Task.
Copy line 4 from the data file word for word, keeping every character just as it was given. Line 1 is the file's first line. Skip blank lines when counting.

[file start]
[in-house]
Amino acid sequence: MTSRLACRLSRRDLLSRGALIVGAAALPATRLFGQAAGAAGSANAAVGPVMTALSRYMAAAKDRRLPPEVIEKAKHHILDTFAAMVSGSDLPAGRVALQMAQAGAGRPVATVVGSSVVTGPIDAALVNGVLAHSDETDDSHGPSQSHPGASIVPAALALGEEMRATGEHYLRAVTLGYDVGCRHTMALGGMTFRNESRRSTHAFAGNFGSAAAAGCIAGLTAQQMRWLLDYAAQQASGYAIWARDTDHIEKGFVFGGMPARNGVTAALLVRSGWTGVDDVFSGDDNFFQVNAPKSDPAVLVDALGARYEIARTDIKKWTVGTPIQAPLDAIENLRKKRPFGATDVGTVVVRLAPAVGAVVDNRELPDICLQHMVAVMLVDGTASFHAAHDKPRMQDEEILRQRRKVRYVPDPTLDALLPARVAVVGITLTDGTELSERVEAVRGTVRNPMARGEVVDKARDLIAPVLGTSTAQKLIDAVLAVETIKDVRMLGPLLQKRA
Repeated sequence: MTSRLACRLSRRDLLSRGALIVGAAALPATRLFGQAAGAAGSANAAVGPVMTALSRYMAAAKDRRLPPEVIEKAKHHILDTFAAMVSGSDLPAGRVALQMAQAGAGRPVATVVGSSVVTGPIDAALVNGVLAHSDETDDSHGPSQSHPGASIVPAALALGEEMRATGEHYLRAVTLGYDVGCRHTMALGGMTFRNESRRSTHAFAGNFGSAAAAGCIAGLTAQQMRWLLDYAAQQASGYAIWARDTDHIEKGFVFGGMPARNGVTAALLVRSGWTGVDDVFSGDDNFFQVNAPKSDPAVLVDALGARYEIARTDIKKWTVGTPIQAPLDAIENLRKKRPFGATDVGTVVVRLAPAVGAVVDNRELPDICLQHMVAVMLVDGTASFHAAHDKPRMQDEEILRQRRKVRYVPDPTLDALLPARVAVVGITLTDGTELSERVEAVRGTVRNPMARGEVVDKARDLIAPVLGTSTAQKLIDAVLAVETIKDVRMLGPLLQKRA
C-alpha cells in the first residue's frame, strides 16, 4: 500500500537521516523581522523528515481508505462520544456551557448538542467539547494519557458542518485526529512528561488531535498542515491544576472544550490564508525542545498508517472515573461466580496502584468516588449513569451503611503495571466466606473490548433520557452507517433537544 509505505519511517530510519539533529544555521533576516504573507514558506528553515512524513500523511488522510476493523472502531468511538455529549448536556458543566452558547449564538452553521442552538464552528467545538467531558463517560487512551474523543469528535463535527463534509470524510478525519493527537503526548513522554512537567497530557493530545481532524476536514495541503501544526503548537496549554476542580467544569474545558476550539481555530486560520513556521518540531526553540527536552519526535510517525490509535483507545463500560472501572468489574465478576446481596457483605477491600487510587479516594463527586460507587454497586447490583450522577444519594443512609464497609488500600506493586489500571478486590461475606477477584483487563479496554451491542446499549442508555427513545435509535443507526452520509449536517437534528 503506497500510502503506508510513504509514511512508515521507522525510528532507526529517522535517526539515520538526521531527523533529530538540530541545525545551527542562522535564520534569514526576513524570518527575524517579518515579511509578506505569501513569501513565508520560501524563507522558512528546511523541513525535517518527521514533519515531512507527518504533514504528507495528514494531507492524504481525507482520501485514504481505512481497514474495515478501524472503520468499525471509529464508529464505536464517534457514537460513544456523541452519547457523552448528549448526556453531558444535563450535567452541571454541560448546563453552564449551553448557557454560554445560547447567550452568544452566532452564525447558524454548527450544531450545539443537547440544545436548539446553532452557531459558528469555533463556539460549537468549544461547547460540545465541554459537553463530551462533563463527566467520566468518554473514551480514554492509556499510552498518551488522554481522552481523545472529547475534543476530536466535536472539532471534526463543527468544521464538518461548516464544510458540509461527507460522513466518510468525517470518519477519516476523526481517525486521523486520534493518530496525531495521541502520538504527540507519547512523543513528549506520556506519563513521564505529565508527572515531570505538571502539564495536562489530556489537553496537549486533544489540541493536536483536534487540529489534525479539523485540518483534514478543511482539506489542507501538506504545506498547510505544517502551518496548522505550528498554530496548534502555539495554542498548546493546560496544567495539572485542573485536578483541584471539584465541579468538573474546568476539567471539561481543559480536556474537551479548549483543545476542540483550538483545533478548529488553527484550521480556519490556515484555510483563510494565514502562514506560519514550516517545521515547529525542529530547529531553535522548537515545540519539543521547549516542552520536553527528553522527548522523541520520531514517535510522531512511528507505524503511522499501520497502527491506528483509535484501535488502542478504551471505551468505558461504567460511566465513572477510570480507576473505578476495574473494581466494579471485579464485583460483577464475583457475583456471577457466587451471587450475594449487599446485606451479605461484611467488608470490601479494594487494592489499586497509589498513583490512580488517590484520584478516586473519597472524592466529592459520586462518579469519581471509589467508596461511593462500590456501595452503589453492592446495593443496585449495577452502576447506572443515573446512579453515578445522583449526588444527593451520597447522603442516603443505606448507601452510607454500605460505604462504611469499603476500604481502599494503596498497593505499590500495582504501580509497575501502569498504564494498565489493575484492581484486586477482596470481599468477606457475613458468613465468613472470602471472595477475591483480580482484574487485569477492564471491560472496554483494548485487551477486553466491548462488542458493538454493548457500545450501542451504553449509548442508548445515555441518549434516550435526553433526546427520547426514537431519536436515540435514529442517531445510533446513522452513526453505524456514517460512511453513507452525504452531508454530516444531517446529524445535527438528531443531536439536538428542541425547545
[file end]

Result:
C-alpha cells in the first residue's frame, strides 16, 4: 500500500537521516523581522523528515481508505462520544456551557448538542467539547494519557458542518485526529512528561488531535498542515491544576472544550490564508525542545498508517472515573461466580496502584468516588449513569451503611503495571466466606473490548433520557452507517433537544 509505505519511517530510519539533529544555521533576516504573507514558506528553515512524513500523511488522510476493523472502531468511538455529549448536556458543566452558547449564538452553521442552538464552528467545538467531558463517560487512551474523543469528535463535527463534509470524510478525519493527537503526548513522554512537567497530557493530545481532524476536514495541503501544526503548537496549554476542580467544569474545558476550539481555530486560520513556521518540531526553540527536552519526535510517525490509535483507545463500560472501572468489574465478576446481596457483605477491600487510587479516594463527586460507587454497586447490583450522577444519594443512609464497609488500600506493586489500571478486590461475606477477584483487563479496554451491542446499549442508555427513545435509535443507526452520509449536517437534528 503506497500510502503506508510513504509514511512508515521507522525510528532507526529517522535517526539515520538526521531527523533529530538540530541545525545551527542562522535564520534569514526576513524570518527575524517579518515579511509578506505569501513569501513565508520560501524563507522558512528546511523541513525535517518527521514533519515531512507527518504533514504528507495528514494531507492524504481525507482520501485514504481505512481497514474495515478501524472503520468499525471509529464508529464505536464517534457514537460513544456523541452519547457523552448528549448526556453531558444535563450535567452541571454541560448546563453552564449551553448557557454560554445560547447567550452568544452566532452564525447558524454548527450544531450545539443537547440544545436548539446553532452557531459558528469555533463556539460549537468549544461547547460540545465541554459537553463530551462533563463527566467520566468518554473514551480514554492509556499510552498518551488522554481522552481523545472529547475534543476530536466535536472539532471534526463543527468544521464538518461548516464544510458540509461527507460522513466518510468525517470518519477519516476523526481517525486521523486520534493518530496525531495521541502520538504527540507519547512523543513528549506520556506519563513521564505529565508527572515531570505538571502539564495536562489530556489537553496537549486533544489540541493536536483536534487540529489534525479539523485540518483534514478543511482539506489542507501538506504545506498547510505544517502551518496548522505550528498554530496548534502555539495554542498548546493546560496544567495539572485542573485536578483541584471539584465541579468538573474546568476539567471539561481543559480536556474537551479548549483543545476542540483550538483545533478548529488553527484550521480556519490556515484555510483563510494565514502562514506560519514550516517545521515547529525542529530547529531553535522548537515545540519539543521547549516542552520536553527528553522527548522523541520520531514517535510522531512511528507505524503511522499501520497502527491506528483509535484501535488502542478504551471505551468505558461504567460511566465513572477510570480507576473505578476495574473494581466494579471485579464485583460483577464475583457475583456471577457466587451471587450475594449487599446485606451479605461484611467488608470490601479494594487494592489499586497509589498513583490512580488517590484520584478516586473519597472524592466529592459520586462518579469519581471509589467508596461511593462500590456501595452503589453492592446495593443496585449495577452502576447506572443515573446512579453515578445522583449526588444527593451520597447522603442516603443505606448507601452510607454500605460505604462504611469499603476500604481502599494503596498497593505499590500495582504501580509497575501502569498504564494498565489493575484492581484486586477482596470481599468477606457475613458468613465468613472470602471472595477475591483480580482484574487485569477492564471491560472496554483494548485487551477486553466491548462488542458493538454493548457500545450501542451504553449509548442508548445515555441518549434516550435526553433526546427520547426514537431519536436515540435514529442517531445510533446513522452513526453505524456514517460512511453513507452525504452531508454530516444531517446529524445535527438528531443531536439536538428542541425547545